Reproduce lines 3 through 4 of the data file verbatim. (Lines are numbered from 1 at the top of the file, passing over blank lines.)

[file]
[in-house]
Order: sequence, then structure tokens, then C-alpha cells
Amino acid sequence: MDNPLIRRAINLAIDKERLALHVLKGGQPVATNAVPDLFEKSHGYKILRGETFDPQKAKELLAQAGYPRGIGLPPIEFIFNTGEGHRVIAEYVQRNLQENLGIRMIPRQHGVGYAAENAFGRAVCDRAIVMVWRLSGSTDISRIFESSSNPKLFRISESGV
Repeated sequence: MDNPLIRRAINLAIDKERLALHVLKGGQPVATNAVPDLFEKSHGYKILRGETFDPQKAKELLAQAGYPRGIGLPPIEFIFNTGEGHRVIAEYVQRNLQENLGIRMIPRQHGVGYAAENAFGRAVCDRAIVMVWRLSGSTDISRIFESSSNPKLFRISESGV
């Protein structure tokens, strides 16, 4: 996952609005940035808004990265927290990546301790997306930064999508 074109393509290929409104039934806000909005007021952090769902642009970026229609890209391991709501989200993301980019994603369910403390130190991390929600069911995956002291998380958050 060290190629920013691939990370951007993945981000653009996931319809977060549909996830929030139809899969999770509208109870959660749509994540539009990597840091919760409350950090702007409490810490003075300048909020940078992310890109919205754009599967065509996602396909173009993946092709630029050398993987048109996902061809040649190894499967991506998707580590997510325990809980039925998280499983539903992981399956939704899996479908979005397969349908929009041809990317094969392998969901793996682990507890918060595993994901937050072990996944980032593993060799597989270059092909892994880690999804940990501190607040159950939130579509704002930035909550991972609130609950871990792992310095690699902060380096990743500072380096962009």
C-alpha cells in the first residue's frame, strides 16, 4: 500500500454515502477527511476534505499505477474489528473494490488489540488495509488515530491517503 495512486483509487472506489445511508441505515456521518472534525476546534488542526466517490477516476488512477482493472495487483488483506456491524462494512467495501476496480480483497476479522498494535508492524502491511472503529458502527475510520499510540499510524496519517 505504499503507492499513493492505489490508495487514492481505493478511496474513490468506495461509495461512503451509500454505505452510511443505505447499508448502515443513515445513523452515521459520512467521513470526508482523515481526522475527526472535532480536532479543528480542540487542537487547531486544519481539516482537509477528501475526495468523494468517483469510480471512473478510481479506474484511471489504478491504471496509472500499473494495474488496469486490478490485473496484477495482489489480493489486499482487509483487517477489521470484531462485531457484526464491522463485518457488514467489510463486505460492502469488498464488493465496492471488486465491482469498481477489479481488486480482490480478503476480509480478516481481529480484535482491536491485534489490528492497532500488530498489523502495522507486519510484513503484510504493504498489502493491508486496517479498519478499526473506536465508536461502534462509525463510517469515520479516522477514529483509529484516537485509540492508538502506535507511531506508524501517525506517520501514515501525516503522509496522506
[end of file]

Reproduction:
Amino acid sequence: MDNPLIRRAINLAIDKERLALHVLKGGQPVATNAVPDLFEKSHGYKILRGETFDPQKAKELLAQAGYPRGIGLPPIEFIFNTGEGHRVIAEYVQRNLQENLGIRMIPRQHGVGYAAENAFGRAVCDRAIVMVWRLSGSTDISRIFESSSNPKLFRISESGV
Repeated sequence: MDNPLIRRAINLAIDKERLALHVLKGGQPVATNAVPDLFEKSHGYKILRGETFDPQKAKELLAQAGYPRGIGLPPIEFIFNTGEGHRVIAEYVQRNLQENLGIRMIPRQHGVGYAAENAFGRAVCDRAIVMVWRLSGSTDISRIFESSSNPKLFRISESGV